I find these Czech minds honest to bursting. English men are generally ugly, I’m told. English humour is frankly shit, I’m later informed. And this delivered with impeccable hospitality, constant generosity and attentiveness. Tough love.

I go home to Rita’s with a pulse in my temple and a sway in my step.

Thank hiccup.

Thank you Brno.

April 11, 2010

Prishtina to Brno

Leaving Prishtina in the morning, we bid farewell to another set of new friends. To get to Belgrade and then on North towards the Czech Republic, we’ve got a complicated journey ahead of us: because Serbia doesn’t recognise the existence of Kosovo as a separate country, it’s not possible to cross into Serbia from Kosovo without already having a Serbian stamp in your passport. This means echoes of Egypt; we have to take one taxi back down South to the border with Macedonia, cross the border on foot and find another taxi to take us to Skopje for the very-long-cut bus to Belgrade. The second taxi drops us at the bus station with five minutes to spare- we hurry to the ticket office and slap down the money.

“Bus full”

We are told.

“Next one at 5”

Hearts sink. Five is just not possible. Our train from Belgrade to Brno is at 9.30, and the journey there takes 7 hours. If we miss the Brno train, I miss my Brno gig, my final slice of purpose for the last stage of the journey. We plead, and the woman agrees to sell us a 5 o’ clock ticket with a note on the back to the 1 o’ clock driver

“Let these idiots on”

or something similar. We rush through, waving the noted tickets, and find the driver. He doesn’t know the English word for No, but he’s fluent in the gestures. Fuck Off, his arms and face tell us loud and clear.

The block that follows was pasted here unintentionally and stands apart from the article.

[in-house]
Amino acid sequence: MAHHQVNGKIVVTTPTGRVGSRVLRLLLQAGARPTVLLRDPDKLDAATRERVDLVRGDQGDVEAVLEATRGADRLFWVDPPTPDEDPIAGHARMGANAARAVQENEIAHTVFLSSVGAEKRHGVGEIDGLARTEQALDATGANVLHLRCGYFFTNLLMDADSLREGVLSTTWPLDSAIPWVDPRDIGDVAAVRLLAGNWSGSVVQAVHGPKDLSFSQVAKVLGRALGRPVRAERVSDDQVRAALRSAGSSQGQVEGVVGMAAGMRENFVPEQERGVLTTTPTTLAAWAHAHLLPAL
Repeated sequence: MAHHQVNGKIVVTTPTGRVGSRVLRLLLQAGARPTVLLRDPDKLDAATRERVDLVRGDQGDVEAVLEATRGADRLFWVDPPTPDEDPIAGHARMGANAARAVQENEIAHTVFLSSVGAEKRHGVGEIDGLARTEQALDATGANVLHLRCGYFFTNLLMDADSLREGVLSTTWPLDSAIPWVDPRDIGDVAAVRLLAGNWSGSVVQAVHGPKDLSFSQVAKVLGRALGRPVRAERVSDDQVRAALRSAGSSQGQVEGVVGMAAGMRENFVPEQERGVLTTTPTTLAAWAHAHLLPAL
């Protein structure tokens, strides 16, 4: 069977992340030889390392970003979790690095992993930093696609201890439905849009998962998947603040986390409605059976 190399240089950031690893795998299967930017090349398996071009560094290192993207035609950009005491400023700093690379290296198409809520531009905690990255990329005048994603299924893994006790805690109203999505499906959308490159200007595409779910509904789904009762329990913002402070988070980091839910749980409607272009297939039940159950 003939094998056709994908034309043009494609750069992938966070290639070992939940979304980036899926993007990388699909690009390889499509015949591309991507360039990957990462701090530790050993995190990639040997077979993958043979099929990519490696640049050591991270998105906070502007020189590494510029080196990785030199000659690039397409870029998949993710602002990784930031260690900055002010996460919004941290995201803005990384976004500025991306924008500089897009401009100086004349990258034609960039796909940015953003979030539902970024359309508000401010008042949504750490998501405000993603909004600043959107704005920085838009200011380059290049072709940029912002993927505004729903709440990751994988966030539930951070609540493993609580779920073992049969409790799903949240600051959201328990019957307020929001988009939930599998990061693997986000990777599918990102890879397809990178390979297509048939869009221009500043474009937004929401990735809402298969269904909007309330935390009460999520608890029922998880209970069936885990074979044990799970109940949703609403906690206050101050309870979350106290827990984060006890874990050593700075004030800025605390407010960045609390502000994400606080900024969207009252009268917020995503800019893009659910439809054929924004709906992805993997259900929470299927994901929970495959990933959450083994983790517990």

Bruised puppy, I stand by the door of the bus while he loads the other passengers on.

Fuck Off, says his back.

My spirit slumps, and my face follows. It must be a mask of despair. He turns, closes his eyes, inhales a lungful of pity and says

OK Then

with a swipe of his hand. We blossom into action, swing our bags into the hold and board the bus triumphant. We spend most of the journey cramped into the stairwell, being stared at by an old lady with the most impressive moustache I’ve seen for a while, but we do arrive in Belgrade in time for our train, clutching cold slices of pizza we picked up on the way. I stick my head out of the train window as it pulls away. If I had dog ears, they’d be streaming out behind me.

April 10, 2010

Prishtina, Kosovo

We meet Vigan outside the Grand Hotel, one of the few structures in town that looks solid. He is stubble-chinned and greets us with a generous smile. We’re led through side streets to Tingell-Tangell, one of Vigan’s two bars –I’m booked to play at the other one. It’s the spit of an East London coffee shop, line drawings on the walls and Sugarhill Gang on the sound system. We feel at home and drink our coffee in the sun outside, meeting Vigan’s friends one by one. They’re all artists of some sort, into film or paints or music, wearing cardigans and talking culture. I cast my mind back to images of Kosovo from 90’s news flashes, and it has a hard time finding a place to land.

The old pain is still there, though, hiding in the corners: talk to a Kosovan for five minutes and you will hear a story that aches your heart. One told of his Albanian school being shut down. He and the other pupils were moved to a school up the road, a Serb school- they had to attend at night once the other kids had finished. He was beaten up every day, he said, his nose broken. The Serb kids brought chains and sticks. When the war came, he was a refugee- his father was in the army and wouldn’t follow orders. He describes how it feels to turn on the television and see the names of family members among the newly dead.